IMF bails out Ukraine as UN rejects Russia's Crimea annexation
Washington and its EU allies hope the rescue and a mounting diplomatic offensive against Russia should keep Ukraine on a stable enough footing to conduct snap polls on May 25.world Updated: Mar 28, 2014 12:34 IST
The IMF announced a $14-$18 billion bailout for Ukraine on Thursday as the UN General Assembly refused to recognise Russia's annexation of the Crimea peninsula.
The vital economic breakthrough was reached just as Ukraine's presidential campaign heated up, with the announcement by opposition icon Yulia Tymoshenko that she would contest the race to replace the ousted pro-Russian regime that sent her to jail.
Washington and its EU allies hope the rescue and a mounting diplomatic offensive against Russia should keep Ukraine on a stable enough footing to conduct snap polls on May 25 that could help unite the culturally splintered country of 46 million.
But the pledge of Western assistance comes amid growing worries about a rapid Russian buildup at Ukraine's eastern border that one Kiev official said had now reached 100,000 troops.
In New York, the non-binding UN General Assembly measure passed with a comfortable majority in the 193-member body, with 100 votes in favour and 11 votes against. But 58 abstained and more than 20 did not vote.
Ukraine, which drafted the resolution, welcomed its adoption and called for a "stronger and more concrete" united, international front against Russian aggression.
However Moscow's UN envoy Vitaly Churkin claimed the vote was a "moral victory" for Russian diplomacy, saying that "almost half" the UN membership refused to support the resolution.
UN Secretary General Ban Ki-moon was due Friday to brief the Security Council on his recent mediation visits to Moscow and Kiev.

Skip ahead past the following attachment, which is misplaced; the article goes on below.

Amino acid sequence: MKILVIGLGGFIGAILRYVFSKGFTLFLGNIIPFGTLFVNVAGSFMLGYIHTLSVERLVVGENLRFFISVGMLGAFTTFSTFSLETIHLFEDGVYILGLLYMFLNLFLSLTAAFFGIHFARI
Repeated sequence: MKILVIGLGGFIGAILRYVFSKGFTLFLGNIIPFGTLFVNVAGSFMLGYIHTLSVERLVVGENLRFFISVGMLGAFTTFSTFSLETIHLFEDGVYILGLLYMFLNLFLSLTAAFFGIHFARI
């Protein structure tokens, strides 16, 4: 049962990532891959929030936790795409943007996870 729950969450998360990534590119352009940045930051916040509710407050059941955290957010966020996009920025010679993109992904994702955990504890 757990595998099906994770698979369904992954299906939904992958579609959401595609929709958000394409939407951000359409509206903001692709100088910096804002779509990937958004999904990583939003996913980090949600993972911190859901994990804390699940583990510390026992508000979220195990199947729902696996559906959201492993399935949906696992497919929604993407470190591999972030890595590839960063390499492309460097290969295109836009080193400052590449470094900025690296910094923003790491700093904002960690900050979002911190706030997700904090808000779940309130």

German Chancellor Angela Merkel said on Thursday she hoped the threat of further sanctions would keep Russia's expansionist ambitions in check following its annexation of Crimea -- an incursion that has left the Kremlin more isolated from the West than at any stage since the 1989 fall of the Berlin Wall.
$27 billion in world aid
Kiev's International Monetary Fund agreement -- worth the equivalent of 10.8 to 13.1 billion euros -- imposes tough economic conditions that will alter the lives Ukrainians who have grown accustomed to the comforts of Soviet-era subsidies and welfare benefits.
But it also appears to herald a fundamental shift from a reliance in Kiev on Russian help to save a crumbling system, to a commitment to the types of free-market efficiencies that could one day bring Ukraine far closer to the West.
"This significant support will help stabilise the economy and meet the needs of Ukrainian people over the long term because it provides the prospect for true growth," US President Barack Obama said in Rome.
The Fund's "standby arrangement" will form the heart of a broader package released by other governments and agencies amounting to $27 billion (19.6 billion euros) over the next two years.
Western support became essential for Ukraine once Russia froze payments on a $15 billion (10.9 billion euro) loan it awarded ousted president Viktor Yanukovych for his decision to ditch a historic EU trade and political relations pact.